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Global Food Crops Also Face Earth's Sixth Great Mass Extinction

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A coffee farmer picks fresh coffee cherries in Colombia. Neil Palmer / International Center for Tropical Agriculture

Human civilization utterly depends on our precious food supplies, but the planet's sixth mass extinction of plants and animals currently underway is also threatening the world's food crops, according to a new report from Bioversity International.

"Huge proportions of the plant and animal species that form the foundation of our food supply are just as endangered [as wildlife] and are getting almost no attention," Ann Tutwiler, director general of Bioversity International, wrote in an article for the Guardian.


"If there is one thing we cannot allow to become extinct, it is the species that provide the food that sustains each and every one of the seven billion people on our planet," she said.

According to the report, 940 cultivated species are already threatened. Tutwiler emphasized the impact on popular foods and commodities:

"Take some consumer favorites: chips, chocolate and coffee. Up to 22% of wild potato species are predicted to become extinct by 2055 due to climate change. In Ghana and Ivory Coast, where the raw ingredient for 70% of our chocolate is grown, cacao trees will not be able to survive as temperatures rise by two degrees over the next 40 years. Coffee yields in Tanzania have dropped 50% since 1960."

Additionally, of the estimated 5,538 plant species counted as food, just three—rice, wheat and maize—provide more than 50 percent of the world's plant-derived calories.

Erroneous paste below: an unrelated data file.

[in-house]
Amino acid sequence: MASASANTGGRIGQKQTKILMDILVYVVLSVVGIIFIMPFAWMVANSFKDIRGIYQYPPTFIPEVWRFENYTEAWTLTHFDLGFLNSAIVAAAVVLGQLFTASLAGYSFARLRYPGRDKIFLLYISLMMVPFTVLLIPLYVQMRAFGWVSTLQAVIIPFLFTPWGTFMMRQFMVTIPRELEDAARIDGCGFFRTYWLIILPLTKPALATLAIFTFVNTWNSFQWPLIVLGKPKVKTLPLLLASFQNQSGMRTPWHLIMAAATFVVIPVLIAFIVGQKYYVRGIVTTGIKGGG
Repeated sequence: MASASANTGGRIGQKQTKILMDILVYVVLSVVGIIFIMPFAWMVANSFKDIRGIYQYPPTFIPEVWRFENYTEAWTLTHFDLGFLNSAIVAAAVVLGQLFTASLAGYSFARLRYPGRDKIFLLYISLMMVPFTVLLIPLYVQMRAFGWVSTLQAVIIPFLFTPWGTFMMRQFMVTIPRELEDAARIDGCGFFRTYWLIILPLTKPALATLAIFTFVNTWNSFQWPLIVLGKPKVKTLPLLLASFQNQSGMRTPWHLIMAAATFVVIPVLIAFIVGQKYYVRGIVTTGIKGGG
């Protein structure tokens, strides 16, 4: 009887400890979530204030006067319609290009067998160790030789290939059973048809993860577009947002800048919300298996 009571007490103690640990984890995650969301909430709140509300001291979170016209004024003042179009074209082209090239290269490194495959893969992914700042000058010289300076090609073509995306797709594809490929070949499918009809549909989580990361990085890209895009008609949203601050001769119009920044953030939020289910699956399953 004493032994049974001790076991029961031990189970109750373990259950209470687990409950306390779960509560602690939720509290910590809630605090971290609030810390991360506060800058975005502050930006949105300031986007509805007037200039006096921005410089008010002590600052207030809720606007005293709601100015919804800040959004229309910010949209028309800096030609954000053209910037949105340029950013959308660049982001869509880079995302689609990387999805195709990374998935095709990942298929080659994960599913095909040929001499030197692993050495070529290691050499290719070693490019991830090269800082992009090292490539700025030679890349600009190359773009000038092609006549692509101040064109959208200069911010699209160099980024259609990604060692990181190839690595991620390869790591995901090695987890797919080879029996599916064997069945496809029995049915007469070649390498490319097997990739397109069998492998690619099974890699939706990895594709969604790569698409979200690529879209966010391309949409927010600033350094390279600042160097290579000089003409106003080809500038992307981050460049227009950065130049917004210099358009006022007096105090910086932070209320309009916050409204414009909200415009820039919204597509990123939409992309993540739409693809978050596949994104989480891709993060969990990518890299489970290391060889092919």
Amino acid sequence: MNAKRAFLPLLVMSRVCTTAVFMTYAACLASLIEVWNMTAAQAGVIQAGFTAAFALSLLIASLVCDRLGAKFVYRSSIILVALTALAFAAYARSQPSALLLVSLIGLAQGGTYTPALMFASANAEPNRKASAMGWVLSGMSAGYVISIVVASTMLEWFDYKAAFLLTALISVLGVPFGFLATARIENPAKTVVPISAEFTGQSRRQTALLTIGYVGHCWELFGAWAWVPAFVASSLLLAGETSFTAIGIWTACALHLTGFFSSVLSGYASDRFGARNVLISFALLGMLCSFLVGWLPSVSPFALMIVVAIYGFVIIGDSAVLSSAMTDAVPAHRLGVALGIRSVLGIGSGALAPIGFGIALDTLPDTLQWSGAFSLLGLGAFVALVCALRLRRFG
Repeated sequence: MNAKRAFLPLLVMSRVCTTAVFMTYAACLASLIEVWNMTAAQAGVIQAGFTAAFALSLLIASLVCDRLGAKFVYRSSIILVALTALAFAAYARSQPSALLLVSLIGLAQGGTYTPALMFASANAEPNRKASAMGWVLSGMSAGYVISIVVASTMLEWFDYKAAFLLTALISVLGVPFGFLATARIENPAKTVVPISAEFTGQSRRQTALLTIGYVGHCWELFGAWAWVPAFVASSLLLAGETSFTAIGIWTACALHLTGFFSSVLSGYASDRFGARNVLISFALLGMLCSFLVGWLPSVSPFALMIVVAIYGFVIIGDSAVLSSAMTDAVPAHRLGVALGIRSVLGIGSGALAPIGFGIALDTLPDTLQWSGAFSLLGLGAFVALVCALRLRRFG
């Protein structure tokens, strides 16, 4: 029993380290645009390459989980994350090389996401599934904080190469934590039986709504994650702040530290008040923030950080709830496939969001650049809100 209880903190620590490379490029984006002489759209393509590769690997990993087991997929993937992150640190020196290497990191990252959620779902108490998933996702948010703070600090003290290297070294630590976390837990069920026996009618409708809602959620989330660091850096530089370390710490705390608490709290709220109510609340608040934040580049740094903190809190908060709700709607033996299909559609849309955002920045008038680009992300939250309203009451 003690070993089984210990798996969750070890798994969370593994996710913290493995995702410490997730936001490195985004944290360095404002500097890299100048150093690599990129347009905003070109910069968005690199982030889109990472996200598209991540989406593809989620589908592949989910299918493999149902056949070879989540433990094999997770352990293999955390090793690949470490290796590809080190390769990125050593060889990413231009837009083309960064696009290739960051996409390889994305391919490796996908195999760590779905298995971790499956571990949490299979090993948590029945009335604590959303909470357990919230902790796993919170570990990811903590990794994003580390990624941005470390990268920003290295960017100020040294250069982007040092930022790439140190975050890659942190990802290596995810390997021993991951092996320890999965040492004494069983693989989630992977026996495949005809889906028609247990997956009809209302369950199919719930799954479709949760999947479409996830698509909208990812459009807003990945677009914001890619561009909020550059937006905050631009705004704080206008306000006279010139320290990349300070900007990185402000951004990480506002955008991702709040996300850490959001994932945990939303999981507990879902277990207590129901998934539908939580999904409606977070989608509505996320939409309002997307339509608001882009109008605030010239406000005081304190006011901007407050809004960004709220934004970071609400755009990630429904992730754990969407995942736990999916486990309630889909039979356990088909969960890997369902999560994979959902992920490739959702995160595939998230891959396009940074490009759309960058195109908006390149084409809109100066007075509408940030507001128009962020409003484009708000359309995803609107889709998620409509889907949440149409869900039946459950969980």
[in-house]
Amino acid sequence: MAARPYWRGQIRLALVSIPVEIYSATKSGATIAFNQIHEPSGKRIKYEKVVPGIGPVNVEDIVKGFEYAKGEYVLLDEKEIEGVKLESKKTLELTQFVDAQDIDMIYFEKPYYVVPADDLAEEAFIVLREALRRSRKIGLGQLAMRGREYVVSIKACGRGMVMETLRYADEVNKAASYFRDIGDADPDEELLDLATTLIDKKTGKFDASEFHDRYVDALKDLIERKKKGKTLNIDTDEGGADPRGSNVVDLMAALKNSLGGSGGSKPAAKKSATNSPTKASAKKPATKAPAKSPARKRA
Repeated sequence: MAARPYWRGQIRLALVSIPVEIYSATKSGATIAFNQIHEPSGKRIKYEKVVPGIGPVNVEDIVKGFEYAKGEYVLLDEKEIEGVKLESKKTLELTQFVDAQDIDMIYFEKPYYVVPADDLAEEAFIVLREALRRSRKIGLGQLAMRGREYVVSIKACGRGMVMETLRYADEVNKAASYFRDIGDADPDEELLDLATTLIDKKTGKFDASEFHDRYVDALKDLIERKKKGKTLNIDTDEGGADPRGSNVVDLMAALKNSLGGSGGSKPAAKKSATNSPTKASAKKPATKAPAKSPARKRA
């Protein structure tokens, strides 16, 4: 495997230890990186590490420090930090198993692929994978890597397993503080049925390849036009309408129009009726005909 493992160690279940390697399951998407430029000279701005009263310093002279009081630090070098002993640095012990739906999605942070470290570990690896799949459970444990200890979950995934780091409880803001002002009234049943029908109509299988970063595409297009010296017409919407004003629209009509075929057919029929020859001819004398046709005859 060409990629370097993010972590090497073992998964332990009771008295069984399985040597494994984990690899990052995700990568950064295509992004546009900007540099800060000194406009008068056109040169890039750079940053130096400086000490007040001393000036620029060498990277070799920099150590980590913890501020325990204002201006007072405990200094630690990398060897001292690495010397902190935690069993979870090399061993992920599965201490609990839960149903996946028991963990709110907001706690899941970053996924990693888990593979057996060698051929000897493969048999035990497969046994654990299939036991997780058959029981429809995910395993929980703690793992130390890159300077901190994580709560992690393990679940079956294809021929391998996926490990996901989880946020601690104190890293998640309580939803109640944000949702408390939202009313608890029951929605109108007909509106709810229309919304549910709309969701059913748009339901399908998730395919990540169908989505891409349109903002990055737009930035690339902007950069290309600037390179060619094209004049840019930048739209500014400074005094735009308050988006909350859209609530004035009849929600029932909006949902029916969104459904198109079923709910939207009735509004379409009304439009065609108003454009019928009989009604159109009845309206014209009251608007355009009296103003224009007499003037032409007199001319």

"Relying so heavily on such a narrow resource base is a risky strategy for the planet, for individual livelihoods and for nutritious diets," the report states.

As the Guardian pointed out, a disease or pest can sweep through large areas of monocultures, like during the Irish potato famine when a million people starved to death.

Tutwiler noted that the world's incredible diversity of wild or rarely cultivated species—such the beta carotene-rich gac fruit from Vietnam or the vitamin A-filled Asupina banana—"can be a source of affordable, nutritious food—provided we don't let it disappear."

"This 'agrobiodiversity' is a precious resource that we are losing, and yet it can also help solve or mitigate many challenges the world is facing," she said. "It has a critical yet overlooked role in helping us improve global nutrition, reduce our impact on the environment and adapt to climate change."

In an interview with FoodTank, Tutwiler commented on how agribusiness and the Western diet has also contributed to the world's loss of biological diversity of food:

"From the production side, a focus on 'feeding the world' rather than 'nourishing the world' has led to a focus on a handful of starchy staples that has contributed to an increase in land planted with maize, wheat, and rice from 66 percent to 79 percent of all cereal area between 1961 and 2013.

On the consumption side, there is a growing global tendency towards Western diets and processed convenience foods. Diets are based more and more on major cereals, plus sugar and oil. So these now dominate our agricultural production. Of the 30,000-ish plant species that can be used as food, today only three—rice, wheat, and maize—provide half the world's plant-derived calories and intakes of pulses, fruits, and vegetables are low.

At the same time, the same pressures that are driving the sixth mass extinction of wild biodiversity are also affecting agricultural biodiversity—habitat transformation, deforestation, invasive species, and climate change. They also lead to disruption in pollinators and natural pest control. Loss of wild biodiversity can lead to erosion of genetic diversity (like the wild relatives of crops, which are a valuable source of traits for breeding), which reduces options for breeding new plant varieties better adapted to climate change."

Bioversity International's new 200-page report, "Mainstreaming Agrobiodiversity in Sustainable Food Systems," highlights how governments and companies should protect and encourage agrobiodiversity to tackle wider global problems such as poverty, malnutrition, environmental degradation and climate change.

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